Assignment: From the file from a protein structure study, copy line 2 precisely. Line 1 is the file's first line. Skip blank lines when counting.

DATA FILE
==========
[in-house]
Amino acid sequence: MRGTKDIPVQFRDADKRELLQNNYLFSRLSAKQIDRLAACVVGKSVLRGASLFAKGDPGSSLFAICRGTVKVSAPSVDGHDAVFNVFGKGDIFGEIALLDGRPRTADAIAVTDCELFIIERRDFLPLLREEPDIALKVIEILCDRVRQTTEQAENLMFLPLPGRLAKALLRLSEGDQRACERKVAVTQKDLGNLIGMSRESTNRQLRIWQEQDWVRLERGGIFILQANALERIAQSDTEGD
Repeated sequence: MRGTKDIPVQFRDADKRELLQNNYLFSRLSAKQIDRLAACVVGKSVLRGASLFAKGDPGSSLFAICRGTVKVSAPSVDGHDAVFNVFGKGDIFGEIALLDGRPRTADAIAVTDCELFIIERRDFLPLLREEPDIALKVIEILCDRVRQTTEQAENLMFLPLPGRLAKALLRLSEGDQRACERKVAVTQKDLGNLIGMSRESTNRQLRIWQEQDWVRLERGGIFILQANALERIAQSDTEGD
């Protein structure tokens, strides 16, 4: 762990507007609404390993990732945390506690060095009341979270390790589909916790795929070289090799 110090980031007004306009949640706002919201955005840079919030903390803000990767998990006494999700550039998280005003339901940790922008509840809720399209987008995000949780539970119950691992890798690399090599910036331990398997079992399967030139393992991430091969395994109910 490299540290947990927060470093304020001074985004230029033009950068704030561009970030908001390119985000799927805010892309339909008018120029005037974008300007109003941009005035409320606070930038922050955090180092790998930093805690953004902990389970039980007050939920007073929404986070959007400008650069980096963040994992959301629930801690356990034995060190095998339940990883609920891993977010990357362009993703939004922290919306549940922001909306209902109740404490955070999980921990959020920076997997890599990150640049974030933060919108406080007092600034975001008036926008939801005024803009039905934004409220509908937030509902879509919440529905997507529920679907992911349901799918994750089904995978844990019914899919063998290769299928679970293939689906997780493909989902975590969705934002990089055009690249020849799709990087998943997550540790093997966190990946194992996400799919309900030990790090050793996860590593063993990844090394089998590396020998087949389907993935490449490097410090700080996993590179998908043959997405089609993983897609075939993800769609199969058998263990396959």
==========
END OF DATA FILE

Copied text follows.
Amino acid sequence: MRGTKDIPVQFRDADKRELLQNNYLFSRLSAKQIDRLAACVVGKSVLRGASLFAKGDPGSSLFAICRGTVKVSAPSVDGHDAVFNVFGKGDIFGEIALLDGRPRTADAIAVTDCELFIIERRDFLPLLREEPDIALKVIEILCDRVRQTTEQAENLMFLPLPGRLAKALLRLSEGDQRACERKVAVTQKDLGNLIGMSRESTNRQLRIWQEQDWVRLERGGIFILQANALERIAQSDTEGD